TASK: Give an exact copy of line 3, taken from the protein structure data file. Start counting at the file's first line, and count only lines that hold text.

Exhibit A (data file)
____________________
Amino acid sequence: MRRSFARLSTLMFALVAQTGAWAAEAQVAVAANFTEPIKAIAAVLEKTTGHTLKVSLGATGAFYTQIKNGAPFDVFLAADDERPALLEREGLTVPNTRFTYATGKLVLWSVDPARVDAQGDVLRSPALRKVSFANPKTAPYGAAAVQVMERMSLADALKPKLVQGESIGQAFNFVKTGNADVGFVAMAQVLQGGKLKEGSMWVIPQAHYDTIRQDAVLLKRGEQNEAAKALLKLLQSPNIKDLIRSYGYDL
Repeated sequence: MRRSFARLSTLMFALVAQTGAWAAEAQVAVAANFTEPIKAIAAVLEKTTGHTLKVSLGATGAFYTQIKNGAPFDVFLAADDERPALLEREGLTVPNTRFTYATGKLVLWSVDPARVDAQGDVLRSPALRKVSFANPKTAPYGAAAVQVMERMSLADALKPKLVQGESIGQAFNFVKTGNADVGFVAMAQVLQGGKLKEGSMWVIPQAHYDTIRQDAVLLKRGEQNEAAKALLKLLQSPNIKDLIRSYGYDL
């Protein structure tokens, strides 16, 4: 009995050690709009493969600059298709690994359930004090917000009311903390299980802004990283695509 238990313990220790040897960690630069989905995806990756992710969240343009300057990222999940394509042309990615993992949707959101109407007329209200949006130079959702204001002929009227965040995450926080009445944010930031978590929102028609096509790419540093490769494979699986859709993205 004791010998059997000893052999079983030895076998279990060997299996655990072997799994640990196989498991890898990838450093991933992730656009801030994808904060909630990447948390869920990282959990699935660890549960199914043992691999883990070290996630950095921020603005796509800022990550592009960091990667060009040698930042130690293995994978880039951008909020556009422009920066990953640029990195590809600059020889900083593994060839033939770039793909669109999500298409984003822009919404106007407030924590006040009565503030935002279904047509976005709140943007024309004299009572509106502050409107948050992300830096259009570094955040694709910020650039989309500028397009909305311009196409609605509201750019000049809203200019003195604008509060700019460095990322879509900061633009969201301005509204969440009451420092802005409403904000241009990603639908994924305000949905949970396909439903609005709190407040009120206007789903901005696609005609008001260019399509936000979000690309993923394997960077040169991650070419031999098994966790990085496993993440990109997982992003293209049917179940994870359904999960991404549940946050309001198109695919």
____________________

């Protein structure tokens, strides 16, 4: 009995050690709009493969600059298709690994359930004090917000009311903390299980802004990283695509 238990313990220790040897960690630069989905995806990756992710969240343009300057990222999940394509042309990615993992949707959101109407007329209200949006130079959702204001002929009227965040995450926080009445944010930031978590929102028609096509790419540093490769494979699986859709993205 004791010998059997000893052999079983030895076998279990060997299996655990072997799994640990196989498991890898990838450093991933992730656009801030994808904060909630990447948390869920990282959990699935660890549960199914043992691999883990070290996630950095921020603005796509800022990550592009960091990667060009040698930042130690293995994978880039951008909020556009422009920066990953640029990195590809600059020889900083593994060839033939770039793909669109999500298409984003822009919404106007407030924590006040009565503030935002279904047509976005709140943007024309004299009572509106502050409107948050992300830096259009570094955040694709910020650039989309500028397009909305311009196409609605509201750019000049809203200019003195604008509060700019460095990322879509900061633009969201301005509204969440009451420092802005409403904000241009990603639908994924305000949905949970396909439903609005709190407040009120206007789903901005696609005609008001260019399509936000979000690309993923394997960077040169991650070419031999098994966790990085496993993440990109997982992003293209049917179940994870359904999960991404549940946050309001198109695919």